The Serbian electric power industry has suffered great damage during the floods, and government’s goal is to provide the stable electricity supply by winter. Serbian thermal power plants which are producing electricity 70% from the lignite coal fields of Kolubara mines are endangered by huge water lakes at Kolubara mine fields. By the end of the year a new law on energy ought to be adopted in Serbia, aiming to harmonize the national legislation with the European standards, and also in work are the changes to the tariff system in that field.
The Serbian Government is working intensively on providing enough fuels for the winter, which is a difficult but achievable task, said state secretary in the ministry of energy Mirjana Filipovic. She has emphasized that the government has not officially come up with the suggestions for the rational consumption, but it may be expected soon. Also, the new bill on energy might be in the parliamentary procedure before the end of the year, she announced. According to Filipovic, the changes to the tariff system are currently presented in three options – changing the tariff system, changing the price of electricity or the combination of the two. She added that the World Bank would help Serbia in that process and present the experience of other countries. One of the central tasks of the new bill on energy is the implementation of the Third energy package, which is the directive of the European Parliament and the Council of Europe about the unified regulations in the internal European electricity market. That act should make a better climate and simpler procedures for investments in the energy supply, as well as remove the observed shortcomings in the production, distribution and supply of the heat energy, but also in forming the prices, Filipovic explained.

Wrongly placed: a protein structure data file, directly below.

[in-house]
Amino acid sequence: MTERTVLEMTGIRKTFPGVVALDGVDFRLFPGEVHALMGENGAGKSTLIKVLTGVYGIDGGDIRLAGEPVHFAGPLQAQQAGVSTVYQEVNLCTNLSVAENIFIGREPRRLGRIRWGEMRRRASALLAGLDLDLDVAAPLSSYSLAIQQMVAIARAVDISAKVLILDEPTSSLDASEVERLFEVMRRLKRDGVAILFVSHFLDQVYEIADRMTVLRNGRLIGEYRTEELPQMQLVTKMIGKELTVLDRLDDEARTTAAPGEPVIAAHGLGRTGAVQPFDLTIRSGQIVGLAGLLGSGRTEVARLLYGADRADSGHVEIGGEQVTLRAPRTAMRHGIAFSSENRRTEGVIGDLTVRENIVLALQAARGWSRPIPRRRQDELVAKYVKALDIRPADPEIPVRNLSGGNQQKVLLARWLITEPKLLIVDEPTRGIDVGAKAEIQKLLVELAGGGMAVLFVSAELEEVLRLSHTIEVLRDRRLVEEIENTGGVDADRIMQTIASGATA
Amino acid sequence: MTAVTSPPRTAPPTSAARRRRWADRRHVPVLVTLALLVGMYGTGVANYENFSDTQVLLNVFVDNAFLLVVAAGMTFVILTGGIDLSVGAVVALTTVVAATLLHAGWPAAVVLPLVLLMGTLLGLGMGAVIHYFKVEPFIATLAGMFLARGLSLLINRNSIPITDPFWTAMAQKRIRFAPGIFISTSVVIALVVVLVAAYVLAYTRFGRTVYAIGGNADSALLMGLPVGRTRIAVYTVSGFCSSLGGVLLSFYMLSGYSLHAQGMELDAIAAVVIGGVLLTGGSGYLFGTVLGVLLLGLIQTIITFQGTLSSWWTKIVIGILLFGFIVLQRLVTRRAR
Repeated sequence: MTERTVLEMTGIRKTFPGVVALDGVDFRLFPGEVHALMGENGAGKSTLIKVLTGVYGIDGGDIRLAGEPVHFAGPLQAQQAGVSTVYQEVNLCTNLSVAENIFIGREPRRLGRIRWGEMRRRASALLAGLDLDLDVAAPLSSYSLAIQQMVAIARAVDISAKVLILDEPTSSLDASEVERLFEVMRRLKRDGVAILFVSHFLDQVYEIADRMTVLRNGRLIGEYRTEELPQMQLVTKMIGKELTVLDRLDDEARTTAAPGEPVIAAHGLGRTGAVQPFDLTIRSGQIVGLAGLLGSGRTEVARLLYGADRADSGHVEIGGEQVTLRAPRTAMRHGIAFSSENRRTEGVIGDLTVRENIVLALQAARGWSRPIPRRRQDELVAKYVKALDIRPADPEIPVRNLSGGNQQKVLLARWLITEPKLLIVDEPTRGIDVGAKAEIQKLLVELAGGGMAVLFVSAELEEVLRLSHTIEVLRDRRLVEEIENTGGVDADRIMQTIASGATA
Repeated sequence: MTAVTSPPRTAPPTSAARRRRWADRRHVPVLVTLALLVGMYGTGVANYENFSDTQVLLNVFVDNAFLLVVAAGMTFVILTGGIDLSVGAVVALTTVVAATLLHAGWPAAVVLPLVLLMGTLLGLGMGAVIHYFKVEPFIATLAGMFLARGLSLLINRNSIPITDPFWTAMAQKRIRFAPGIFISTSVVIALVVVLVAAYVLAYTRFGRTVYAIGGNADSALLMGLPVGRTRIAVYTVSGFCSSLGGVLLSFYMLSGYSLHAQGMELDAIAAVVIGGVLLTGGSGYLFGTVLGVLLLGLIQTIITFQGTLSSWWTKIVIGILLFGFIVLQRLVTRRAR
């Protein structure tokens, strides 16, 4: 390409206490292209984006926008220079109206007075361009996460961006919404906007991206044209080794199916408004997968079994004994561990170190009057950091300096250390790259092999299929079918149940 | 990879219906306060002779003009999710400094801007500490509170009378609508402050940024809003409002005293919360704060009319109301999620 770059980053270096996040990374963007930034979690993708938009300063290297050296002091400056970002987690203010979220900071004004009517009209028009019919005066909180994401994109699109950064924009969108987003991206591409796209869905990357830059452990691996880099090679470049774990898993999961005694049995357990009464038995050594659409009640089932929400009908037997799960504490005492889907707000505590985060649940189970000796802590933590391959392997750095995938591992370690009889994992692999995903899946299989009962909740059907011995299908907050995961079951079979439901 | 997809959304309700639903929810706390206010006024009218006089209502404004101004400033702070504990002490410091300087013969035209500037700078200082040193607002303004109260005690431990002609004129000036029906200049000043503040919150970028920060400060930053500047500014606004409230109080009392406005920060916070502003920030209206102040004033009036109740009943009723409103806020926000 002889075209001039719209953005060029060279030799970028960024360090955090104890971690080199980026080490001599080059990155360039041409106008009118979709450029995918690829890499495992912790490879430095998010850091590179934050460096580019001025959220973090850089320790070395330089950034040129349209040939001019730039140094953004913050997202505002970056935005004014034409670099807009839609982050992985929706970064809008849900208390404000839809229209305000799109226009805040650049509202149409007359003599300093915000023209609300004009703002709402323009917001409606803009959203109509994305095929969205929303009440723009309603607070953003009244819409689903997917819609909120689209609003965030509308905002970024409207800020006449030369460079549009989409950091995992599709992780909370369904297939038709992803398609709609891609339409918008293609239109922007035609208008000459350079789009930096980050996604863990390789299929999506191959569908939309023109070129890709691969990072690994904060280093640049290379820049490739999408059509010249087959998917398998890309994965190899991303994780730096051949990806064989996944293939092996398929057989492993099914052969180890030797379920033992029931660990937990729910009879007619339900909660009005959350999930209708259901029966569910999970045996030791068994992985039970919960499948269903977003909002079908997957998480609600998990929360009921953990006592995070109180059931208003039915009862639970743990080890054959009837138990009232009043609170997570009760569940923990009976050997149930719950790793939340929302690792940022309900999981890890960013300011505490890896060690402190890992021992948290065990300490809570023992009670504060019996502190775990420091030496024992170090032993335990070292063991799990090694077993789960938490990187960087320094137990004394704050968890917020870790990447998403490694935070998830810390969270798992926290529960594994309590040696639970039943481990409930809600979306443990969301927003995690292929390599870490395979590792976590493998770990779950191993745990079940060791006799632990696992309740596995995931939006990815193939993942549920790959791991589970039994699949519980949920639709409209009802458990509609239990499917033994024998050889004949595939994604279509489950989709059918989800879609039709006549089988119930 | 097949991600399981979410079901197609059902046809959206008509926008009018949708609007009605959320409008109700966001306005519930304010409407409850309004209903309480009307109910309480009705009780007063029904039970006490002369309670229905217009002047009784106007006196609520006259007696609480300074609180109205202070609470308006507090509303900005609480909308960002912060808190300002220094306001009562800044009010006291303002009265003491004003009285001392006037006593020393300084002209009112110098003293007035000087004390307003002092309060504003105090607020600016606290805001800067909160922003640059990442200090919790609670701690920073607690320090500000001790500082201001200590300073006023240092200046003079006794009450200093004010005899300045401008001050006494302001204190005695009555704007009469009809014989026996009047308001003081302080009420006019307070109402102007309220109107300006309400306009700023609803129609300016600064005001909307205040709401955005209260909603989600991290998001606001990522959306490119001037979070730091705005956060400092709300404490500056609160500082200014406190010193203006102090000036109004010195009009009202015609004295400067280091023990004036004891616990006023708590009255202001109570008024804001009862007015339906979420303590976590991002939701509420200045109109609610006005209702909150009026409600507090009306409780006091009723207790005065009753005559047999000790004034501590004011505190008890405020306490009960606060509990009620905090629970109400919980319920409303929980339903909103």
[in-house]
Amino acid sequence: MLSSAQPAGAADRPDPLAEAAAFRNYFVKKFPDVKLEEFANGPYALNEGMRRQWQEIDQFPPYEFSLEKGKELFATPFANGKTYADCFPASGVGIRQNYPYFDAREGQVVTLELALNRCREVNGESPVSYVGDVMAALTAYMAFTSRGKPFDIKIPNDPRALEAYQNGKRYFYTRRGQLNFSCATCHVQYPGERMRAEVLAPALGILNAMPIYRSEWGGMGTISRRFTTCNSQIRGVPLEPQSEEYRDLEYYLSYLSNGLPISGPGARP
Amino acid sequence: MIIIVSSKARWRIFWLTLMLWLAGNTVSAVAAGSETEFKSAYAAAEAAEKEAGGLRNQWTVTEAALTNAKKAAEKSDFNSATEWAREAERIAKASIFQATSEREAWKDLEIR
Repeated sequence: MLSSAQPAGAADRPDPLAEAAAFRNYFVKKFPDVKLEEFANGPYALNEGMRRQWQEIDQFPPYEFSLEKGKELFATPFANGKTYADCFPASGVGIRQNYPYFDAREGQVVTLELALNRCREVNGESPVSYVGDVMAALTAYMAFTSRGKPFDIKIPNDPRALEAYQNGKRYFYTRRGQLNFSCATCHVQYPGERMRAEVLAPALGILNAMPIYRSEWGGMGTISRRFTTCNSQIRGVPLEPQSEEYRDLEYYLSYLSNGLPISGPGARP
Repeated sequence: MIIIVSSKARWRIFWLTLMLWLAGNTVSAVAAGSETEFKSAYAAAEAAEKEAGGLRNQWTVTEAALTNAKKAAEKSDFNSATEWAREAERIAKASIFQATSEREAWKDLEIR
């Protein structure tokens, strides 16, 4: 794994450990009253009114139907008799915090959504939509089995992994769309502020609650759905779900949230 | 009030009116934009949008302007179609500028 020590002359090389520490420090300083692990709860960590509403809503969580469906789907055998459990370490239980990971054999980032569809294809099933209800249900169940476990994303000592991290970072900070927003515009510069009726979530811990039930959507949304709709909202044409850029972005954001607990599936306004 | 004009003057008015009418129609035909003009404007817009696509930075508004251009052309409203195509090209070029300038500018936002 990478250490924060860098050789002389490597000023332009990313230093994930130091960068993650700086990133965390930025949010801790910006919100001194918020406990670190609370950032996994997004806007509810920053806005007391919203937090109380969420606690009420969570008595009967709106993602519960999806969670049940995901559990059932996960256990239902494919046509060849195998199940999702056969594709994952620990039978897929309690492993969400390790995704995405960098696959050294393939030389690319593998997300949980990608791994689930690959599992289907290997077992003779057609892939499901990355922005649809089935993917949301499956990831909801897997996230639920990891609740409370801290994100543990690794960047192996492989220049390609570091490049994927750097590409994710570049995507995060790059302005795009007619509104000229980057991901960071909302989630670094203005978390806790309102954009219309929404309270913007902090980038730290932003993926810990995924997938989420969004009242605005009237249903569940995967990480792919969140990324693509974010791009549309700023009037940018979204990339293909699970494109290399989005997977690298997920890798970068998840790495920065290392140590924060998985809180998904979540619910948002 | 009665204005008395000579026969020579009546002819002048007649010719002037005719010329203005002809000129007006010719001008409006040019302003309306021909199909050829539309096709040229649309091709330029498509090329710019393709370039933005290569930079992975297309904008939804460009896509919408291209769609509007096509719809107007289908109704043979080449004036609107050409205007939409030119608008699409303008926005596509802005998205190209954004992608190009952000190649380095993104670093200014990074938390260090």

Without the electricity production there is no energy stability, but the floods have disturbed the work of the power plants, which must be revitalized, and the new ones built, said director of the “Kostolac” power plant Dragan Jovanovic. He has emphasized that the electric power industry if the biggest enterprise in the country, and Serbia is one of the leading European countries in exploitation of coal and lignite. That is the energy power of the state and it could bring necessary savings, because even now 75% of the electricity in Serbia comes from the coal. Jovanovic warns, however, that modernization is necessary, because unlike the European ones, the Serbian plants are working at their maximum capacity, which has its downsides. According to him, the period of investments in modernization and construction of new plants should follow, and the only one currently certain is the building of the facility “Kostolac B3”, of 350 Megawatts, Jovanovic says.
It was also announced at the gathering that the Srbijagas company will fully use the capacity of the storage “Bantski Dvor” by August 15, which means that during the winter Serbia could avoid the crisis in the supply of this fuel.